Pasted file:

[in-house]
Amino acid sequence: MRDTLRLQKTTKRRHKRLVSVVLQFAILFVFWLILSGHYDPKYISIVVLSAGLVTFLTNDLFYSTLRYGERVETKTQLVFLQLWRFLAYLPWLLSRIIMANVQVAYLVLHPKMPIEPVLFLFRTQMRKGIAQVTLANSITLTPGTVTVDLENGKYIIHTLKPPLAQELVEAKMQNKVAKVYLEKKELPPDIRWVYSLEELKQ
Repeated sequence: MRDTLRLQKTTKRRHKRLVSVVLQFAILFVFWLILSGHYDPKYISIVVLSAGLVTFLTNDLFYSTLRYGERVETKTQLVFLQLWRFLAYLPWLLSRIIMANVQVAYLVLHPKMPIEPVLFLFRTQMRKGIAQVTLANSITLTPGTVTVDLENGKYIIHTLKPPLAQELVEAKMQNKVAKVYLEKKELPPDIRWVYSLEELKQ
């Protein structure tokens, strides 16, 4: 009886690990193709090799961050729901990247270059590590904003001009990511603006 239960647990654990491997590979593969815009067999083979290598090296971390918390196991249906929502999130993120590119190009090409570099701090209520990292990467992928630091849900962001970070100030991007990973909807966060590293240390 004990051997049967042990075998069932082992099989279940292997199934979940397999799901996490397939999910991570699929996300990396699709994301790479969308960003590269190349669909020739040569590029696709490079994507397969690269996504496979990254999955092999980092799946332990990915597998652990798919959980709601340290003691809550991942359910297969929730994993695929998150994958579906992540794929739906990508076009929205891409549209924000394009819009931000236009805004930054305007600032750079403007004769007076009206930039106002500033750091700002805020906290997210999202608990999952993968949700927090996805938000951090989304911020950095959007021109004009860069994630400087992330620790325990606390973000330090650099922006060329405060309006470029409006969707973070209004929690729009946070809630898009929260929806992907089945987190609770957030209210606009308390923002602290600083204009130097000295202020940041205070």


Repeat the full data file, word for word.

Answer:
[in-house]
Amino acid sequence: MRDTLRLQKTTKRRHKRLVSVVLQFAILFVFWLILSGHYDPKYISIVVLSAGLVTFLTNDLFYSTLRYGERVETKTQLVFLQLWRFLAYLPWLLSRIIMANVQVAYLVLHPKMPIEPVLFLFRTQMRKGIAQVTLANSITLTPGTVTVDLENGKYIIHTLKPPLAQELVEAKMQNKVAKVYLEKKELPPDIRWVYSLEELKQ
Repeated sequence: MRDTLRLQKTTKRRHKRLVSVVLQFAILFVFWLILSGHYDPKYISIVVLSAGLVTFLTNDLFYSTLRYGERVETKTQLVFLQLWRFLAYLPWLLSRIIMANVQVAYLVLHPKMPIEPVLFLFRTQMRKGIAQVTLANSITLTPGTVTVDLENGKYIIHTLKPPLAQELVEAKMQNKVAKVYLEKKELPPDIRWVYSLEELKQ
């Protein structure tokens, strides 16, 4: 009886690990193709090799961050729901990247270059590590904003001009990511603006 239960647990654990491997590979593969815009067999083979290598090296971390918390196991249906929502999130993120590119190009090409570099701090209520990292990467992928630091849900962001970070100030991007990973909807966060590293240390 004990051997049967042990075998069932082992099989279940292997199934979940397999799901996490397939999910991570699929996300990396699709994301790479969308960003590269190349669909020739040569590029696709490079994507397969690269996504496979990254999955092999980092799946332990990915597998652990798919959980709601340290003691809550991942359910297969929730994993695929998150994958579906992540794929739906990508076009929205891409549209924000394009819009931000236009805004930054305007600032750079403007004769007076009206930039106002500033750091700002805020906290997210999202608990999952993968949700927090996805938000951090989304911020950095959007021109004009860069994630400087992330620790325990606390973000330090650099922006060329405060309006470029409006969707973070209004929690729009946070809630898009929260929806992907089945987190609770957030209210606009308390923002602290600083204009130097000295202020940041205070």